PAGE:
If you want to share your story, your family’s story, your church group’s story, your ancestor’s story, or the story of someone you admire, you will eventually realize you are a narrator of someone else’s story, even if you are telling your own story. No, no need for schizophrenia.
Narrating your self as though you are talking about someone else is not weird. Trust me. Your story will be more readable and seem far less boastful if you can use different perspectives and what writers call voices to shift perspective from “then I did this” or first person to what is called omnipotent or all seeing.
Omnipotent: “Narrating your self as though you are talking about someone else is not weird.”
First person: “Trust me.”
This is just shifting perspective.
Why would you want to do this viewpoint, narration thing?
- Think of your readers. Are you writing for friends or your great grandchildren? Figure this out and then tell those people a story. Sit down at a keyboard or in front of a microphone or video camera and tell them about your subject.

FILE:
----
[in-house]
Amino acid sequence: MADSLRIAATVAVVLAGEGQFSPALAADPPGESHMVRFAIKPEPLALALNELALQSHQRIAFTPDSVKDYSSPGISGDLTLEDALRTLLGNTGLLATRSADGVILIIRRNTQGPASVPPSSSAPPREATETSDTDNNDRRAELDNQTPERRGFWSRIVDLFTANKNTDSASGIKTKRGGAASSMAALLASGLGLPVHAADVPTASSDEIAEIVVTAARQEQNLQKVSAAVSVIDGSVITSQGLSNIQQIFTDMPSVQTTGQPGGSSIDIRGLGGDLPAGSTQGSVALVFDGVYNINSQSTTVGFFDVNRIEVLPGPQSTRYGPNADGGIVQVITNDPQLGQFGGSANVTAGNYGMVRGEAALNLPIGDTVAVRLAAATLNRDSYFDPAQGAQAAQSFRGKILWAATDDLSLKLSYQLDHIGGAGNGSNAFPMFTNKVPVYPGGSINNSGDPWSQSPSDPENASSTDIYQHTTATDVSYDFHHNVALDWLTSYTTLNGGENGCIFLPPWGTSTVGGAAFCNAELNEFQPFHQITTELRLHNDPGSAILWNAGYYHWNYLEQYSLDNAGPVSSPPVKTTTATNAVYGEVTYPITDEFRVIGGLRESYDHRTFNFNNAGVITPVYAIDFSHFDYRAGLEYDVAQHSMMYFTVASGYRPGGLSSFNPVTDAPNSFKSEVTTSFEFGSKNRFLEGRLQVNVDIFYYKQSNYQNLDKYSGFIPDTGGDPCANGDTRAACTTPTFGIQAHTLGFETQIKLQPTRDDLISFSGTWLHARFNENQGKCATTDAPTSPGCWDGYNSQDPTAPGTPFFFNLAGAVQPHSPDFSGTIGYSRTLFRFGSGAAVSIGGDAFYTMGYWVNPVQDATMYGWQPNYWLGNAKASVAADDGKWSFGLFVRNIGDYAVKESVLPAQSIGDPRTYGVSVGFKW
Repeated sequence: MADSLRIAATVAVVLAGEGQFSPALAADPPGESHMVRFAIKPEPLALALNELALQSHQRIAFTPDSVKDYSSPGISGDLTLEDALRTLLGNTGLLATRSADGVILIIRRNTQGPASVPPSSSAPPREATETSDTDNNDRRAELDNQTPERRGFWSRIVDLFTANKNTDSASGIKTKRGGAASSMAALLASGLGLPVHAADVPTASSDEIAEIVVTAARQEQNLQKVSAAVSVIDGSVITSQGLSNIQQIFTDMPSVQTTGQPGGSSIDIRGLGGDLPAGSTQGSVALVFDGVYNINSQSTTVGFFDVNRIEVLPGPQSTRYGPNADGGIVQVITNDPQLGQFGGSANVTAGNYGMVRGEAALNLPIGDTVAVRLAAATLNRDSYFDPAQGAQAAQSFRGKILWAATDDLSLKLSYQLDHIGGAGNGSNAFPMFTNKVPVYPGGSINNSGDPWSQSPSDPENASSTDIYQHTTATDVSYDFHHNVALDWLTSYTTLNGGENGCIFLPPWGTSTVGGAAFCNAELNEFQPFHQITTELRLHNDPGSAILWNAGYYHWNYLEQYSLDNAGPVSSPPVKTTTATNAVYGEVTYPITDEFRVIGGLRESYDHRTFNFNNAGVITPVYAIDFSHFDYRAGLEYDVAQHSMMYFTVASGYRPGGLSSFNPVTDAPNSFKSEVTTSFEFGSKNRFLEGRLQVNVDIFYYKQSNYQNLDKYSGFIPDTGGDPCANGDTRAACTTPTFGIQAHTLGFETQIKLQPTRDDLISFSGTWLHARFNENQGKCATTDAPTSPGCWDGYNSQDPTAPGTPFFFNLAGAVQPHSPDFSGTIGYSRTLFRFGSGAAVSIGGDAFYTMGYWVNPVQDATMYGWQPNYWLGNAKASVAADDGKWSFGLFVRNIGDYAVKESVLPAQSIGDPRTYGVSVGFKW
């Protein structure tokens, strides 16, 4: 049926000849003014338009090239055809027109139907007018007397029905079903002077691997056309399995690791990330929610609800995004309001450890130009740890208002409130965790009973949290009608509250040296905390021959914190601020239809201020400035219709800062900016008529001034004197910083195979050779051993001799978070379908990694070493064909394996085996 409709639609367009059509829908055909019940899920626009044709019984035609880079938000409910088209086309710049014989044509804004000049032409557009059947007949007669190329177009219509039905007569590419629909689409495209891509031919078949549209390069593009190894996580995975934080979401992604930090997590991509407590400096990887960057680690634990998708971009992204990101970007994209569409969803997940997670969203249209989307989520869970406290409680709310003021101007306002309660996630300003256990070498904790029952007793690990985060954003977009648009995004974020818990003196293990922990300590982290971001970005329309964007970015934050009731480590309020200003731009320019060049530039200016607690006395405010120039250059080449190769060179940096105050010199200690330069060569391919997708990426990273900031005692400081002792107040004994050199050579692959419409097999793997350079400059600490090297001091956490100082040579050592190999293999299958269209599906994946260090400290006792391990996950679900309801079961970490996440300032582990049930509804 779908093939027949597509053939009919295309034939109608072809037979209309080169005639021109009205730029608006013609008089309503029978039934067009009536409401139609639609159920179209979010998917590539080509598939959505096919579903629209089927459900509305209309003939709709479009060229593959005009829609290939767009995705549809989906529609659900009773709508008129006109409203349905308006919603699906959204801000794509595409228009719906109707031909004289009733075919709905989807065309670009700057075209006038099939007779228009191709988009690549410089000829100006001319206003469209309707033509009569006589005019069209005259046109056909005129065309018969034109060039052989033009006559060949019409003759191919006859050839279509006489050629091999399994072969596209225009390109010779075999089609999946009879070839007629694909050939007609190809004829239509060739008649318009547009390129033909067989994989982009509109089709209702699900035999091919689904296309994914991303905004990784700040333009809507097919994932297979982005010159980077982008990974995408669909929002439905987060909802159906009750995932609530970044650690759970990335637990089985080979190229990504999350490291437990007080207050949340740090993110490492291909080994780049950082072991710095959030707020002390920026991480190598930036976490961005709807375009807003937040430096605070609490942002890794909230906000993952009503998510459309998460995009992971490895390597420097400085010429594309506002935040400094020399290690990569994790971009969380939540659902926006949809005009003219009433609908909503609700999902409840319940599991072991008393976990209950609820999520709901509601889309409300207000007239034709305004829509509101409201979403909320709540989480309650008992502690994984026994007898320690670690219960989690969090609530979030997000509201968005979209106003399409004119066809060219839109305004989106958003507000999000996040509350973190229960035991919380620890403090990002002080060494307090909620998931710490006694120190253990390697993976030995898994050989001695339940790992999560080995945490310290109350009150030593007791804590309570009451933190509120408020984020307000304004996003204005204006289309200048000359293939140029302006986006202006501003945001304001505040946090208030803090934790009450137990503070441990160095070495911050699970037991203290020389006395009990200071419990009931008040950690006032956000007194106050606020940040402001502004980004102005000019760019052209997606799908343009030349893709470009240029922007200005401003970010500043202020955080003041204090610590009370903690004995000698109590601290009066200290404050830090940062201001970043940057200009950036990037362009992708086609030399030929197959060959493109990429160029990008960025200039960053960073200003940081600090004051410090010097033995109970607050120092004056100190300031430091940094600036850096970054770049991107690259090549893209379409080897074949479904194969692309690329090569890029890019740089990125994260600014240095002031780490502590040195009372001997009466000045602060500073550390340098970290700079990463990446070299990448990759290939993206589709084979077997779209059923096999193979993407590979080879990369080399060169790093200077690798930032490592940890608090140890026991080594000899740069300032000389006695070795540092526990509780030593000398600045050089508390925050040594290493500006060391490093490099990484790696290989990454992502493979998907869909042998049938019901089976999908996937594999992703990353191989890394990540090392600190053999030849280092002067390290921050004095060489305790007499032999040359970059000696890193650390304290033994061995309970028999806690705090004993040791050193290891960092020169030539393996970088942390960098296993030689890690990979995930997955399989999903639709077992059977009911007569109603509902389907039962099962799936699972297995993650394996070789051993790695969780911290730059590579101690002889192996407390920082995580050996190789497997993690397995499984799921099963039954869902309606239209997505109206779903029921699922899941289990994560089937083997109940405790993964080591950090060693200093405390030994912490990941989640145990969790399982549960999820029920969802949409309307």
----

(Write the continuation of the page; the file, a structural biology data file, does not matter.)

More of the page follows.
- Passion shows through. Let your voice sing through… even if you are using the the keyboard to sing.
- Because something has to come between the pictures.
- Because your future readers may not know what the thing you are talking about even is…
Mules. No not the animals but the slipper.
Taffeta. No not a candy. That is taffy. And taffeta is not the same as crinoline – just an FYI. Oops there is another one: FYI means For Your Information.
- Every human is programmed to listen to stories. Remember the “Tell me a story, Mom” phase of childhood.
Ask people to read or view your first few efforts and give you feedback.
Letter M Legacy of Marking and Metadata Tools for Legacy projects